We are Maryland leaders working with health organizations, religious communities, and environment groups, and we are simply appalled by Dominion’s Cove Point gas “liquefaction” and export proposal now before the Maryland Public Service Commission. Indeed on February 20th, outside the PSC’s downtown Baltimore office, we joined demonstrators from across the state in one of the largest environmental protests in the city’s history. Our message to the PSC: “Don’t let Dominion addict Maryland to harmful energy. Stop the Cove Point gas export plant.”

Fri, 2014-02-21 09:24Raphael Lopoukhine
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CCS Series: Government Subsidies Keep Alberta’s CCS Pipe Dream Afloat

carbon capture and storage

This is the second installment of a two-part series on carbon capture and storage. Read Part 1, Alberta's Carbon Capture and Storage Plan Stagnate as Carbon Price Lags.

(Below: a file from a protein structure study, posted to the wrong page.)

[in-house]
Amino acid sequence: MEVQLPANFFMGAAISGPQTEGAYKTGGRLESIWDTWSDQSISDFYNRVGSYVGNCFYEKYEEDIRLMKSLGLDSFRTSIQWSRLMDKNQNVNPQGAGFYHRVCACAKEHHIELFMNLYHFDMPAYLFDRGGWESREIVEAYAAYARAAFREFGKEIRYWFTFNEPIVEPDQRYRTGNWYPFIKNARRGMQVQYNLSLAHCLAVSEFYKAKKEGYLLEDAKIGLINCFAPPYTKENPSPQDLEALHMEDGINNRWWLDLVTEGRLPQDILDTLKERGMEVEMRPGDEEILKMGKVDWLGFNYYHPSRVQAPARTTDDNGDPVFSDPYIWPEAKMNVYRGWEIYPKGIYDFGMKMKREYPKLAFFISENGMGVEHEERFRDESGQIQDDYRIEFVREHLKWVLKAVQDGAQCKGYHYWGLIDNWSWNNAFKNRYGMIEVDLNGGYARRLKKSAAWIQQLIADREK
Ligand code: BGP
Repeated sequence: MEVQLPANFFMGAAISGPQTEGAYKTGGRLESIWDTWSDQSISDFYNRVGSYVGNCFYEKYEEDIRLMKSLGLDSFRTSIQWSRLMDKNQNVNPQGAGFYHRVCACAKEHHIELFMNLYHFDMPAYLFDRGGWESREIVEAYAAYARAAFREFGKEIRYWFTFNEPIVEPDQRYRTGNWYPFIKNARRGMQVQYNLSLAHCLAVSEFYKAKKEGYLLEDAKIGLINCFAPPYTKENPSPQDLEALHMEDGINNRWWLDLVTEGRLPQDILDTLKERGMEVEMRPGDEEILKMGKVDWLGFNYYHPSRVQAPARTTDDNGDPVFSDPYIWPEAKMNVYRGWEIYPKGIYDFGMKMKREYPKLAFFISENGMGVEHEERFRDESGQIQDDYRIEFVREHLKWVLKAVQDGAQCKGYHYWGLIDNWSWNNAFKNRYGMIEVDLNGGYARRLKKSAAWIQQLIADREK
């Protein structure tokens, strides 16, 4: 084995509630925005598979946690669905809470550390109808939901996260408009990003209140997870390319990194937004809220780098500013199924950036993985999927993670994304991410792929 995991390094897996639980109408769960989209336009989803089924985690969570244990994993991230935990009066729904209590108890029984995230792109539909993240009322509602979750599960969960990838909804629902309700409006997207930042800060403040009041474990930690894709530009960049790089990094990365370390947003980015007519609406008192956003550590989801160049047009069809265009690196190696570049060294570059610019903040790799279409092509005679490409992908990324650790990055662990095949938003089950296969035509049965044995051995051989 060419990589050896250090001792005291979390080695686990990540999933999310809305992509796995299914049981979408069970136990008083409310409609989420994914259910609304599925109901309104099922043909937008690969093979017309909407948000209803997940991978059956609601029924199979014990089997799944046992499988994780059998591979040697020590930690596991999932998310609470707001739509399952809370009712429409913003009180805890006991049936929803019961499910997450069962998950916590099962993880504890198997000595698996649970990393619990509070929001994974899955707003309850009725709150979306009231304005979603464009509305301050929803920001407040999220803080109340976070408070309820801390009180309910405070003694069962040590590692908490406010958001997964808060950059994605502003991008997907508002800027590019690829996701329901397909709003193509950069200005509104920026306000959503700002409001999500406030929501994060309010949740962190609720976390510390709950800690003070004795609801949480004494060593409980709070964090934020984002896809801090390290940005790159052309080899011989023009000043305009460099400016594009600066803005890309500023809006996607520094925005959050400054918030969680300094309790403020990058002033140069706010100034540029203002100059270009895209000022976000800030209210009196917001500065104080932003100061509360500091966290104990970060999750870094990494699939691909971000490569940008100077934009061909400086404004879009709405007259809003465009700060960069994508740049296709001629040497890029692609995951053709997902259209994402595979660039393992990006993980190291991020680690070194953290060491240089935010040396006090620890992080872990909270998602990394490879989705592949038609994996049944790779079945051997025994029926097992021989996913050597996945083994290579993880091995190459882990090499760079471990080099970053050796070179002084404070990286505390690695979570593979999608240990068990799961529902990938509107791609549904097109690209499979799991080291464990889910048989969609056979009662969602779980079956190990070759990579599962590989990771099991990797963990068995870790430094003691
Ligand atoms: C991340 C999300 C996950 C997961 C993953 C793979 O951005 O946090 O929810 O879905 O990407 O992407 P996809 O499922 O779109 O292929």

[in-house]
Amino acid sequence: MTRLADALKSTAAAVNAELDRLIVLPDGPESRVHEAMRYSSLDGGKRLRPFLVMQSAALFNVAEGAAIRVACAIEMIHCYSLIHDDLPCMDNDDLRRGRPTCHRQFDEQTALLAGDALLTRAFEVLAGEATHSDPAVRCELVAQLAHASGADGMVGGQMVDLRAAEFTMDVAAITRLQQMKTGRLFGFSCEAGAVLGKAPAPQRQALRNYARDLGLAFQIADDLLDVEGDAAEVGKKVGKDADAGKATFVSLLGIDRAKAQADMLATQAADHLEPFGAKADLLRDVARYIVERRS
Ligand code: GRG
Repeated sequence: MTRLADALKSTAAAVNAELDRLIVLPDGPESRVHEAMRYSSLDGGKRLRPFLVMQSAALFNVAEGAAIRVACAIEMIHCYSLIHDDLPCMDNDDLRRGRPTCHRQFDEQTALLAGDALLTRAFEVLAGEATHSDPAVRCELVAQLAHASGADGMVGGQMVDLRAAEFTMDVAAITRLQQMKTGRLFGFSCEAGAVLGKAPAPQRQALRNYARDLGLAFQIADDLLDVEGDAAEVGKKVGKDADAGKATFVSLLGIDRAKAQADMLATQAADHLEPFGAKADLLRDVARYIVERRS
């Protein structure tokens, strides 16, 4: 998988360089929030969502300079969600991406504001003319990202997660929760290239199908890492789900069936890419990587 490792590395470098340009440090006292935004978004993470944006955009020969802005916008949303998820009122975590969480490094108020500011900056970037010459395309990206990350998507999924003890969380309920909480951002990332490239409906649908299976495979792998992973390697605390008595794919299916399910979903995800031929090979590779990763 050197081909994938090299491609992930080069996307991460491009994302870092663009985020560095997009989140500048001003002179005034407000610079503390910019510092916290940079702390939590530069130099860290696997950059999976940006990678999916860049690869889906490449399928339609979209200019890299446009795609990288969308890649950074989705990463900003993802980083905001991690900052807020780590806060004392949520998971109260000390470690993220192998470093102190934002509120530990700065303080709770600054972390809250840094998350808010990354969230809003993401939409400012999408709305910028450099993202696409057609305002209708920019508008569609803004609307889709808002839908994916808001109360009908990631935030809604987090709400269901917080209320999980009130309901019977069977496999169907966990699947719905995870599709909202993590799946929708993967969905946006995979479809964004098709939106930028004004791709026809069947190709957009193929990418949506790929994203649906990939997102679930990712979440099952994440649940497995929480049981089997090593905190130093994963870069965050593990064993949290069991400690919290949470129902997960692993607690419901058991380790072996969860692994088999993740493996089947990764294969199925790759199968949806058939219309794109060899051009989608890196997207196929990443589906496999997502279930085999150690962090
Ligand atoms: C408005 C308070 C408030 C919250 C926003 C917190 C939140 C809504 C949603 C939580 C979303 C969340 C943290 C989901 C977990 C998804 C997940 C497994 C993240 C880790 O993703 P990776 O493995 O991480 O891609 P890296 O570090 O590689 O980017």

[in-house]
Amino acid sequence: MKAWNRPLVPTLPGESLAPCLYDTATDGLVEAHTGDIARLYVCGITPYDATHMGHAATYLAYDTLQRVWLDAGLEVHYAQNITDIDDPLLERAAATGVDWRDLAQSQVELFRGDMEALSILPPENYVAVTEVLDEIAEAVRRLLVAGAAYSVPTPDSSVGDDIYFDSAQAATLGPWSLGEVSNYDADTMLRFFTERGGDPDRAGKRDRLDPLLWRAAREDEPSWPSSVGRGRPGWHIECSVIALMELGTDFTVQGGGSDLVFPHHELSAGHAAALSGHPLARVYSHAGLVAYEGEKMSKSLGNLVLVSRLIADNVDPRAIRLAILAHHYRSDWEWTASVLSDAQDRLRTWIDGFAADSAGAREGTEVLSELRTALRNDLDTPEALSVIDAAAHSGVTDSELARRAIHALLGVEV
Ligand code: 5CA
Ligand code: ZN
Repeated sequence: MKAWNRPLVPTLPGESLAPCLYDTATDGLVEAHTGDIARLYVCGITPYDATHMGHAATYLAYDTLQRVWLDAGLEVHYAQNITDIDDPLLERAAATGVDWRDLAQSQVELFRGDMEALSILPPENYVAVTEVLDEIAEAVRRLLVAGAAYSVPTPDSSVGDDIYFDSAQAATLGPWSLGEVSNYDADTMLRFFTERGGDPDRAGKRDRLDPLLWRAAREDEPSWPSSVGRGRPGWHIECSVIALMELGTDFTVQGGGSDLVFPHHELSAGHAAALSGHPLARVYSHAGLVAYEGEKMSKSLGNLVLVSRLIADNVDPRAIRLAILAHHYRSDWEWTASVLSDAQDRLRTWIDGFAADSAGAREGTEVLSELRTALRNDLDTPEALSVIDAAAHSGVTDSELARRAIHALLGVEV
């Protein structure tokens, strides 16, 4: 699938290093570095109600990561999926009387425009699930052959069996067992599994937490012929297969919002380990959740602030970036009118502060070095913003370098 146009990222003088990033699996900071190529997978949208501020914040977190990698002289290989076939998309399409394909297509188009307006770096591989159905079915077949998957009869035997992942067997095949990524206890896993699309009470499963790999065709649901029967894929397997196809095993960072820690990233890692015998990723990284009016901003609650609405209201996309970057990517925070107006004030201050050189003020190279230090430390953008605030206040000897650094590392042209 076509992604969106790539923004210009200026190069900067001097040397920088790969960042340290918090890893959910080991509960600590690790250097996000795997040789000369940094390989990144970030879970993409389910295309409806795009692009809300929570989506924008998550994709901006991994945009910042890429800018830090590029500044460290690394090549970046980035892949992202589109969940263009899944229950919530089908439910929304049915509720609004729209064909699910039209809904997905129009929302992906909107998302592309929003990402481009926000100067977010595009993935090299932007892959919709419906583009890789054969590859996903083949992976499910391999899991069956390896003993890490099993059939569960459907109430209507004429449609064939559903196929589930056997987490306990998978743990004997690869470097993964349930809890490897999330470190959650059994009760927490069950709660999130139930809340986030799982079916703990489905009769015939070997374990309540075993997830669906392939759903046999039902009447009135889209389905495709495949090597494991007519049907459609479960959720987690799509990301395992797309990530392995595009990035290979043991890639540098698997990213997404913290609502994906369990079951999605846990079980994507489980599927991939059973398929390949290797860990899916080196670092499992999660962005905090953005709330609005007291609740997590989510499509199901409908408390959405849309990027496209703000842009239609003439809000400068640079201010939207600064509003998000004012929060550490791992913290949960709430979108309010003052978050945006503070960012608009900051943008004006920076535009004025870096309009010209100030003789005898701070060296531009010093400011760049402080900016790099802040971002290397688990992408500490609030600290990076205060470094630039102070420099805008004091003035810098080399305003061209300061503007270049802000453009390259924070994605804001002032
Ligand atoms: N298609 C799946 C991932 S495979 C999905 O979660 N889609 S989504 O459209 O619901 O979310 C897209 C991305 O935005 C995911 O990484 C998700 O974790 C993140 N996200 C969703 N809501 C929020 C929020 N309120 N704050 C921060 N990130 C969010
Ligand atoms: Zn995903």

As Alberta falls behind on its goal to capture 30 million tonnes of carbon emissions a year by 2020, hundreds of millions of dollars in government subsidies are being pumped into the carbon capture and storage (CCS) sector.

Enhance Energy’s Alberta Carbon Trunk Line project is receiving $495 million from Alberta and $63.3 million from Ottawa. Enhance says on its website the project would have been much smaller without the government investment.

Shell Canada, with partners Chevron Canada Ltd. and Marathon Oil Corp., is developing Alberta’s only other CCS project, called Quest, with $120 million in federal and $745 million in provincial support. Shell aims to sequester more than one million tonnes of carbon dioxide per year from its Scotford upgrader, starting in late 2015.

Thu, 2014-02-20 19:27Graham Readfearn